A deeply intimate, rigorously detailed study of a lost Jewish world revealed within three minutes of a home movie shot in a small Polish town in 1938.
In 2008, Kurtz (Practicing: A Musician’s Return to Music, 2007) was sidetracked from writing a novel after the discovery of a short 16mm film made by his grandparents Liza and David Kurtz of Flatbush, Brooklyn, on their vacation to Europe with another couple in 1938. Between their visits to Belgium and Switzerland, there is a three-minute interlude when the American tourists were ambling about a small Polish town attracting all kinds of delighted attention from the native onlookers. The Kurtz family lore was that the grandparents (both now deceased) were visiting Liza’s hometown of Berezne, Poland. However, as the author began to research the details of architecture and street life evident in the film—and thanks to help from Holocaust archivists in Washington—he learned that the town being filmed was not Berezne but David’s hometown of Nasielsk, residence to approximately 3,000 Jews in 1938—of whom only 80 survived the war. Gradually, the author tracked down several native Nasielskers who had recorded their stories. After incredible detective work, he also discovered the identity of the 13-year-old boy mugging most visibly for the camera in the Kurtz film: a certain Maurice Chandler of Boca Raton, Florida, who saw most of his family perish when the Nazis invaded in September 1939. He survived the horrific ordeal of the Warsaw Ghetto and was still alive to tell the tale into his 80s. The degree of detail in this work is staggering: The closer Kurtz peered, the more he learned of a rich, vibrant world on the brink of extinction.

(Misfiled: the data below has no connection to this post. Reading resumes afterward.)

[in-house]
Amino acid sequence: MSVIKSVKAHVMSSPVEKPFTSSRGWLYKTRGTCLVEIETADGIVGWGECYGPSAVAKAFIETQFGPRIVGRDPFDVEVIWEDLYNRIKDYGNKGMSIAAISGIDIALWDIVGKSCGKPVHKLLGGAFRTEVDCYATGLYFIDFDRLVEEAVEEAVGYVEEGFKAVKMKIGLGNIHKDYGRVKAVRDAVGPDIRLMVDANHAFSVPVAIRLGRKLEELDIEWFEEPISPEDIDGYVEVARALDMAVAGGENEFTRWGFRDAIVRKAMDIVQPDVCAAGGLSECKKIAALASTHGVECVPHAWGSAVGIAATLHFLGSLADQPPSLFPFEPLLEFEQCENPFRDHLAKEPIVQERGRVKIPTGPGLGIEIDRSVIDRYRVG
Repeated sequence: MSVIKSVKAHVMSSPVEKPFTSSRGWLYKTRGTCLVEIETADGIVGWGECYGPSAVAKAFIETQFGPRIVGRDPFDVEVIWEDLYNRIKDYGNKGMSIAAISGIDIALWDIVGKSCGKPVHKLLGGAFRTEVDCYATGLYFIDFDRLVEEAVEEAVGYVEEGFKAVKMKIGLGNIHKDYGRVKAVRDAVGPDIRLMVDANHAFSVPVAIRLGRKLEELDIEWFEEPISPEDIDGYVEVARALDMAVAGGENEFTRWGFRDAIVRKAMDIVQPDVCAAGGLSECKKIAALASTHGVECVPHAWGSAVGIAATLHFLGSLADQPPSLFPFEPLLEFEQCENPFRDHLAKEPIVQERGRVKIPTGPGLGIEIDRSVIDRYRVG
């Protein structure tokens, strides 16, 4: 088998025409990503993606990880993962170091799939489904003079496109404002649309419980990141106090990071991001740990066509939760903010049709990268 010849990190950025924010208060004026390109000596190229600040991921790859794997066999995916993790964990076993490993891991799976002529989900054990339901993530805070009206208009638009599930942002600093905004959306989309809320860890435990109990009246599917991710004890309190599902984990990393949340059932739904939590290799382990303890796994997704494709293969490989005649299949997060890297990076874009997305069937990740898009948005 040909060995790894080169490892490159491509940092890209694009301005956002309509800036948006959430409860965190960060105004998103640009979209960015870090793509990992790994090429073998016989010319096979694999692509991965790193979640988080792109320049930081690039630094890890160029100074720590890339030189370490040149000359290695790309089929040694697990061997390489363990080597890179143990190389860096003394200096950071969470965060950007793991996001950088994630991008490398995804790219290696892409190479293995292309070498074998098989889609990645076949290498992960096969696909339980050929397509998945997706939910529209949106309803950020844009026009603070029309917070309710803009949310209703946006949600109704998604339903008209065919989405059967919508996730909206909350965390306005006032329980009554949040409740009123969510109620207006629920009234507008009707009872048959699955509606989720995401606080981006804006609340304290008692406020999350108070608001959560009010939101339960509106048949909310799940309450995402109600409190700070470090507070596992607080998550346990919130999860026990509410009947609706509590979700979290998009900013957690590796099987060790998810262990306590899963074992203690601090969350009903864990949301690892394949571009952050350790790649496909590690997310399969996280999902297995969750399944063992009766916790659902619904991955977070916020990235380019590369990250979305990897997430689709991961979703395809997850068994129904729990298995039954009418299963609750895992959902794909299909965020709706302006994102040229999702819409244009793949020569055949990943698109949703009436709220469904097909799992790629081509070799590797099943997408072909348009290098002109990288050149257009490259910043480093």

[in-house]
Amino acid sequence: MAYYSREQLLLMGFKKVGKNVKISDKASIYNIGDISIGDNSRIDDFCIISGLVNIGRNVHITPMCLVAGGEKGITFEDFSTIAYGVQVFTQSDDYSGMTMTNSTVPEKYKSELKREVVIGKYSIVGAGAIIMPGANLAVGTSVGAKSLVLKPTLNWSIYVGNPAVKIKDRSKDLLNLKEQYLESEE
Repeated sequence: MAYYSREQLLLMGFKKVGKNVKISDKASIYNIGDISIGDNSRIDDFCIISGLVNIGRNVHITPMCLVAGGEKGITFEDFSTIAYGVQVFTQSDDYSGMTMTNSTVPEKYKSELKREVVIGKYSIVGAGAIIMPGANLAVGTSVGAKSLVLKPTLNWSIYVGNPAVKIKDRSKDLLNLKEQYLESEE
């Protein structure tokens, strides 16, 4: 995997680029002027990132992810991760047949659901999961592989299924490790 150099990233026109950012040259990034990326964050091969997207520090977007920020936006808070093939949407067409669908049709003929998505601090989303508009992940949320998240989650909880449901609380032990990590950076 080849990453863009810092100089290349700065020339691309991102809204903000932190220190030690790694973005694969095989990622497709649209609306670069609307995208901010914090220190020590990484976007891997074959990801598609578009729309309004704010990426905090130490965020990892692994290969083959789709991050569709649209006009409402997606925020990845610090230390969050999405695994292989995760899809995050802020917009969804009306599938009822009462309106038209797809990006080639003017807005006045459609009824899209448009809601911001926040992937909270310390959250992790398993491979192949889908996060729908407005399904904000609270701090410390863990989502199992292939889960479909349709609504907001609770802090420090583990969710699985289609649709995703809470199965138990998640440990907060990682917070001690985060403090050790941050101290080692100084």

An exhaustive, dogged work of genealogical research.